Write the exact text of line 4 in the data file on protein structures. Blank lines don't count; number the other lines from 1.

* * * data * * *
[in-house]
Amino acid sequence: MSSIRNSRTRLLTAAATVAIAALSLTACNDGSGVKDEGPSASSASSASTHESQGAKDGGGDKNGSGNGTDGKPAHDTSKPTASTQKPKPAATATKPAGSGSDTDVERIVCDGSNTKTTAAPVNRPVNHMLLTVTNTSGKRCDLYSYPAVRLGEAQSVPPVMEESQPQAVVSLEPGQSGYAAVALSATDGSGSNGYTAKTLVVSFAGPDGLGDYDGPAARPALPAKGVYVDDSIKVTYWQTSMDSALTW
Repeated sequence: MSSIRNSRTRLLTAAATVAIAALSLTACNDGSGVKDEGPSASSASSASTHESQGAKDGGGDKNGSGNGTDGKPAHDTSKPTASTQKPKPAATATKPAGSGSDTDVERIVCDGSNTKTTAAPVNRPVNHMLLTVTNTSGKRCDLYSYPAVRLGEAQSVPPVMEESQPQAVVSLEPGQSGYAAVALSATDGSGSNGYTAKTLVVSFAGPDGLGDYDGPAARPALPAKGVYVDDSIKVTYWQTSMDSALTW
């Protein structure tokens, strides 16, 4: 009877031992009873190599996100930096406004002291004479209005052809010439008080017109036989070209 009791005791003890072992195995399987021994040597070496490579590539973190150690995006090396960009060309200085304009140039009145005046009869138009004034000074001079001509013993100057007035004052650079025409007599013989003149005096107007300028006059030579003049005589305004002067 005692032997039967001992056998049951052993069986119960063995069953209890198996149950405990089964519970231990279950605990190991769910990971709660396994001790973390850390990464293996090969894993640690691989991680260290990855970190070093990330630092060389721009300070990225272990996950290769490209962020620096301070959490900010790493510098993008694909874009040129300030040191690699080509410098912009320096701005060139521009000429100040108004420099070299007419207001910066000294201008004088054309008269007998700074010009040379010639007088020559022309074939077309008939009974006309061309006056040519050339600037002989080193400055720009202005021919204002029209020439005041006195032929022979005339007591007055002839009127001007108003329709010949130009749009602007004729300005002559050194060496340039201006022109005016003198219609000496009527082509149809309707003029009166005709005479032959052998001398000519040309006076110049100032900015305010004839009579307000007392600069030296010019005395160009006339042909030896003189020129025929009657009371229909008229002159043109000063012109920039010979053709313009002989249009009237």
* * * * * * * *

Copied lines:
């Protein structure tokens, strides 16, 4: 009877031992009873190599996100930096406004002291004479209005052809010439008080017109036989070209 009791005791003890072992195995399987021994040597070496490579590539973190150690995006090396960009060309200085304009140039009145005046009869138009004034000074001079001509013993100057007035004052650079025409007599013989003149005096107007300028006059030579003049005589305004002067 005692032997039967001992056998049951052993069986119960063995069953209890198996149950405990089964519970231990279950605990190991769910990971709660396994001790973390850390990464293996090969894993640690691989991680260290990855970190070093990330630092060389721009300070990225272990996950290769490209962020620096301070959490900010790493510098993008694909874009040129300030040191690699080509410098912009320096701005060139521009000429100040108004420099070299007419207001910066000294201008004088054309008269007998700074010009040379010639007088020559022309074939077309008939009974006309061309006056040519050339600037002989080193400055720009202005021919204002029209020439005041006195032929022979005339007591007055002839009127001007108003329709010949130009749009602007004729300005002559050194060496340039201006022109005016003198219609000496009527082509149809309707003029009166005709005479032959052998001398000519040309006076110049100032900015305010004839009579307000007392600069030296010019005395160009006339042909030896003189020129025929009657009371229909008229002159043109000063012109920039010979053709313009002989249009009237």